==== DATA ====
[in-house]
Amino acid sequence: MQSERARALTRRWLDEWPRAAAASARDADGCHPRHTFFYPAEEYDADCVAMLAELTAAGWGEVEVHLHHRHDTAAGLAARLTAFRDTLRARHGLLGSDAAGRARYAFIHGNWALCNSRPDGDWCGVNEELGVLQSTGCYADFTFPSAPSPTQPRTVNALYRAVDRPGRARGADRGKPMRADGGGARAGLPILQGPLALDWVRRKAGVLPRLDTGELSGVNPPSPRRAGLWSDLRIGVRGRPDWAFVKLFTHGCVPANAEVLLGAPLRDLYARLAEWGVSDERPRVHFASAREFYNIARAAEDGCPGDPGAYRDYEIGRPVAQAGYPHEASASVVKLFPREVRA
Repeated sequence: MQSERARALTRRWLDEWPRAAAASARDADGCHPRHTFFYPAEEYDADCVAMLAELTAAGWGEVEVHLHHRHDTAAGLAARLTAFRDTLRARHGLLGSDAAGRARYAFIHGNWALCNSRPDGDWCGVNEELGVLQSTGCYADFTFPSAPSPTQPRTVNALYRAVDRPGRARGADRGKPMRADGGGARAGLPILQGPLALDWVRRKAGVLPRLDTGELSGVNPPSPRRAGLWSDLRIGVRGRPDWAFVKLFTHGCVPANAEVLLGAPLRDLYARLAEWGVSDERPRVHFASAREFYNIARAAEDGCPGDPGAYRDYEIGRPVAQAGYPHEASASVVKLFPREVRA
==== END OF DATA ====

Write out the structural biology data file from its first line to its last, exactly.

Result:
[in-house]
Amino acid sequence: MQSERARALTRRWLDEWPRAAAASARDADGCHPRHTFFYPAEEYDADCVAMLAELTAAGWGEVEVHLHHRHDTAAGLAARLTAFRDTLRARHGLLGSDAAGRARYAFIHGNWALCNSRPDGDWCGVNEELGVLQSTGCYADFTFPSAPSPTQPRTVNALYRAVDRPGRARGADRGKPMRADGGGARAGLPILQGPLALDWVRRKAGVLPRLDTGELSGVNPPSPRRAGLWSDLRIGVRGRPDWAFVKLFTHGCVPANAEVLLGAPLRDLYARLAEWGVSDERPRVHFASAREFYNIARAAEDGCPGDPGAYRDYEIGRPVAQAGYPHEASASVVKLFPREVRA
Repeated sequence: MQSERARALTRRWLDEWPRAAAASARDADGCHPRHTFFYPAEEYDADCVAMLAELTAAGWGEVEVHLHHRHDTAAGLAARLTAFRDTLRARHGLLGSDAAGRARYAFIHGNWALCNSRPDGDWCGVNEELGVLQSTGCYADFTFPSAPSPTQPRTVNALYRAVDRPGRARGADRGKPMRADGGGARAGLPILQGPLALDWVRRKAGVLPRLDTGELSGVNPPSPRRAGLWSDLRIGVRGRPDWAFVKLFTHGCVPANAEVLLGAPLRDLYARLAEWGVSDERPRVHFASAREFYNIARAAEDGCPGDPGAYRDYEIGRPVAQAGYPHEASASVVKLFPREVRA